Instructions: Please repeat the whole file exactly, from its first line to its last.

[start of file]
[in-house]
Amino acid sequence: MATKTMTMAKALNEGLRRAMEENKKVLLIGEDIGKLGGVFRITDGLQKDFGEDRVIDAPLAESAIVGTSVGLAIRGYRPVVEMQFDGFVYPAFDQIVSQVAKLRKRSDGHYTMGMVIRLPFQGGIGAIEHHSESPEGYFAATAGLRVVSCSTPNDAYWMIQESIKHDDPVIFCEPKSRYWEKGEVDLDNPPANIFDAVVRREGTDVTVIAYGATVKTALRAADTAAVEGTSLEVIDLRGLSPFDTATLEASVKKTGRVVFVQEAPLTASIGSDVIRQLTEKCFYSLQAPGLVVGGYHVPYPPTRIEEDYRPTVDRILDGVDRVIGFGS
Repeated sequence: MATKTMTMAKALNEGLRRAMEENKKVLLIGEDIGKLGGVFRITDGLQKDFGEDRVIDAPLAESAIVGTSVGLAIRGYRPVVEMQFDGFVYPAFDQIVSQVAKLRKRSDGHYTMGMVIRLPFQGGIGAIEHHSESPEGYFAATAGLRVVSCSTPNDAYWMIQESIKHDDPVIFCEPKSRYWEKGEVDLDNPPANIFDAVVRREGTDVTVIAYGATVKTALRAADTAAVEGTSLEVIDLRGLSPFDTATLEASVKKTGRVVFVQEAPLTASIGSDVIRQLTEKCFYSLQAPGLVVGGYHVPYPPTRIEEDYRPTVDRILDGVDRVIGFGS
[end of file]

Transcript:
[in-house]
Amino acid sequence: MATKTMTMAKALNEGLRRAMEENKKVLLIGEDIGKLGGVFRITDGLQKDFGEDRVIDAPLAESAIVGTSVGLAIRGYRPVVEMQFDGFVYPAFDQIVSQVAKLRKRSDGHYTMGMVIRLPFQGGIGAIEHHSESPEGYFAATAGLRVVSCSTPNDAYWMIQESIKHDDPVIFCEPKSRYWEKGEVDLDNPPANIFDAVVRREGTDVTVIAYGATVKTALRAADTAAVEGTSLEVIDLRGLSPFDTATLEASVKKTGRVVFVQEAPLTASIGSDVIRQLTEKCFYSLQAPGLVVGGYHVPYPPTRIEEDYRPTVDRILDGVDRVIGFGS
Repeated sequence: MATKTMTMAKALNEGLRRAMEENKKVLLIGEDIGKLGGVFRITDGLQKDFGEDRVIDAPLAESAIVGTSVGLAIRGYRPVVEMQFDGFVYPAFDQIVSQVAKLRKRSDGHYTMGMVIRLPFQGGIGAIEHHSESPEGYFAATAGLRVVSCSTPNDAYWMIQESIKHDDPVIFCEPKSRYWEKGEVDLDNPPANIFDAVVRREGTDVTVIAYGATVKTALRAADTAAVEGTSLEVIDLRGLSPFDTATLEASVKKTGRVVFVQEAPLTASIGSDVIRQLTEKCFYSLQAPGLVVGGYHVPYPPTRIEEDYRPTVDRILDGVDRVIGFGS